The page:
Trifles by Susan Glaspell is a play based on a true story set in a farming community somewhere in Iowa. Stories like this are not suitable for children. This story is about a farmer that was brutally murdered with an axe (changed to strangled by a rope in the play) by supposedly his wife. His wife was convicted and sent to jail but in a retrial her sentence was reversed and she was set free.
Trifles is told from Susan Glaspell’s point of view because she was the reporter that researched the original story. Her writings about the murder became very popular at the time and probably contributed to the jury’s indecision about the wife’s case, leading to her freedom.
Glaspell displays the men in the story who are investigating as purposeful and intent on finding evidence to help discover who the murderer is (even though they already are convinced that the wife was the killer). They approach the house quickly and spend little time in other rooms of the house except for the murder scene in the upstairs bedroom. Two women that came along to gather personal items for the wife, were portrayed as there only for that purpose, not looking to find any evidence or desire to search the house.
Without searching for any evidence, the two women start noticing the state that the kitchen was in, how unkempt the pots and towels were, and that the wife’s fruit preserves had gone bad. They wonder why the kitchen is in such disarray when they see an empty bird cage that was broken by force. Later after going through the wife’s quilting materials the stumble upon a decorated box. Inside is a dead bird with its head twisted to one side from being wrung.
Their discovery is never fully explained and who killed the bird is left to the audience’s perception. It would make sense that the husband was a very rough and abusive man and that because he hated the bird singing, he wrung its neck. In retaliation the wife murder’s her husband in a similar way showing that the murder was very personal.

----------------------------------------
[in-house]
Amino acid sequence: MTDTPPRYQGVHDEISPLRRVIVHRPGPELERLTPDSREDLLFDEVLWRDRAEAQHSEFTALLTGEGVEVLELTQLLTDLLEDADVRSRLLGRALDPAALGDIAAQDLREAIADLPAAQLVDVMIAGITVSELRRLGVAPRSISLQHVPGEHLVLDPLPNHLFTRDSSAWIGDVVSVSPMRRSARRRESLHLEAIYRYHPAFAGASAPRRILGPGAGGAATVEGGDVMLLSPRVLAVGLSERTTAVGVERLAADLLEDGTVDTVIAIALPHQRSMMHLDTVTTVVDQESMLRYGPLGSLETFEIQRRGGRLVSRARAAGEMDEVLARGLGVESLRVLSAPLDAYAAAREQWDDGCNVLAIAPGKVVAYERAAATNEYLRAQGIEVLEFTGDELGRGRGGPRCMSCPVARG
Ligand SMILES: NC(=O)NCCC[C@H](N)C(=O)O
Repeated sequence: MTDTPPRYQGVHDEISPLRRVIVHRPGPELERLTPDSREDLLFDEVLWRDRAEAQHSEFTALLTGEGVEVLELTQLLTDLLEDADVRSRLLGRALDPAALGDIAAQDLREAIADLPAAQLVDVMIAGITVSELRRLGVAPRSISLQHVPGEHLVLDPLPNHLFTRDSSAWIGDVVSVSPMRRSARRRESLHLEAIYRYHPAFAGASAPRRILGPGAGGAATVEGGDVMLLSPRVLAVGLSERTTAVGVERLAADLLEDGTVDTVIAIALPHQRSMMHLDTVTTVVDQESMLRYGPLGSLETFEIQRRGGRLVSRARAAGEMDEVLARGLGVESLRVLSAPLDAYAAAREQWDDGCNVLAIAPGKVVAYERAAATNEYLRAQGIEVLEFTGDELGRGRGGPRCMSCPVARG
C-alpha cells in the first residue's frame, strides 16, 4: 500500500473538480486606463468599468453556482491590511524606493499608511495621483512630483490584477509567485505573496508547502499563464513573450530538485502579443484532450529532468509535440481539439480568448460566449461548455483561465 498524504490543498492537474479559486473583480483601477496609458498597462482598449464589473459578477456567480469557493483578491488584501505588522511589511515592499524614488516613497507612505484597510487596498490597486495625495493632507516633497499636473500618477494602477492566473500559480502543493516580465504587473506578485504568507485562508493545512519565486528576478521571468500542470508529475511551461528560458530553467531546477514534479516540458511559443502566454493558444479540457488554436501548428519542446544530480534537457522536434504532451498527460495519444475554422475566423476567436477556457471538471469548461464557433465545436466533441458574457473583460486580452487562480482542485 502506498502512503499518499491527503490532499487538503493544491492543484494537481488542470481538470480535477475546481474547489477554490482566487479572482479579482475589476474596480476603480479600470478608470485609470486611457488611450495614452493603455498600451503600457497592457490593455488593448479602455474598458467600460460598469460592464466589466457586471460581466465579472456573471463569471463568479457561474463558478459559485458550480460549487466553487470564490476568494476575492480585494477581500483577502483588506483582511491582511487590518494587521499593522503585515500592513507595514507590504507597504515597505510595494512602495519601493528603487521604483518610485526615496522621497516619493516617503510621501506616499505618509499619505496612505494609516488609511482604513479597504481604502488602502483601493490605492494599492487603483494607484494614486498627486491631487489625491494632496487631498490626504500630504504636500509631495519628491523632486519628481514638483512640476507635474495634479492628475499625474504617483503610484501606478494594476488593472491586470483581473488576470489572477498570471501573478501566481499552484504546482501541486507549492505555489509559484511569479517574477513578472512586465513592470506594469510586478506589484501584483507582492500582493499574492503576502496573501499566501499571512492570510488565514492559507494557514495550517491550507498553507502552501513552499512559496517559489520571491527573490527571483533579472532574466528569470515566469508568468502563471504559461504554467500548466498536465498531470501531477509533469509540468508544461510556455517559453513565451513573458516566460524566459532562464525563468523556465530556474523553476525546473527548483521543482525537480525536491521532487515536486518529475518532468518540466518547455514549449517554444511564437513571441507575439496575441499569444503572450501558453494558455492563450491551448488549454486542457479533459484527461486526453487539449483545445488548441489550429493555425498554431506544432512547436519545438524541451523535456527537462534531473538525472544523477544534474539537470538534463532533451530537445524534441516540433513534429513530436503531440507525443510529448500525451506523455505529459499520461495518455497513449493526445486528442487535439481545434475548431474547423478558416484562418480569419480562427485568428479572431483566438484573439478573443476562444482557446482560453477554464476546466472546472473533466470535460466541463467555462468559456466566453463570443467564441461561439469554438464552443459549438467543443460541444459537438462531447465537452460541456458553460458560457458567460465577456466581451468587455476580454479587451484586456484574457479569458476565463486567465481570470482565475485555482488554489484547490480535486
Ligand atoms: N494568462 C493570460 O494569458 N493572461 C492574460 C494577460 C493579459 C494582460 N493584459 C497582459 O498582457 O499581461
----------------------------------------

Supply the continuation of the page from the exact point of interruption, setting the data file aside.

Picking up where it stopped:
Another observation could be made that perhaps the wife killed the bird as a small release of her pent up emotions finally culminating in her husband’s murder. It was no secret to the community that the man was a good man but also a solemn and sometimes harsh man. Without any children or friends nearby, the man’s frustrations would be taken out on her and she did not have anyone to vent her emotions too. Her held back emotions continued to mount until a small release like killing her bird would suffice and murdering her husband seemed like a way of escape and release.
Cases for both observations and many more can be made but what is interesting is the difference between the men and women in the story. The women seem to be more personal and more open to what evidence might be presented leading them to more evidence than the men found. The men on the other hand were more focused on their duty and seemed to already condemn the wife. An interesting commentary on men and women in Glaspell’s society.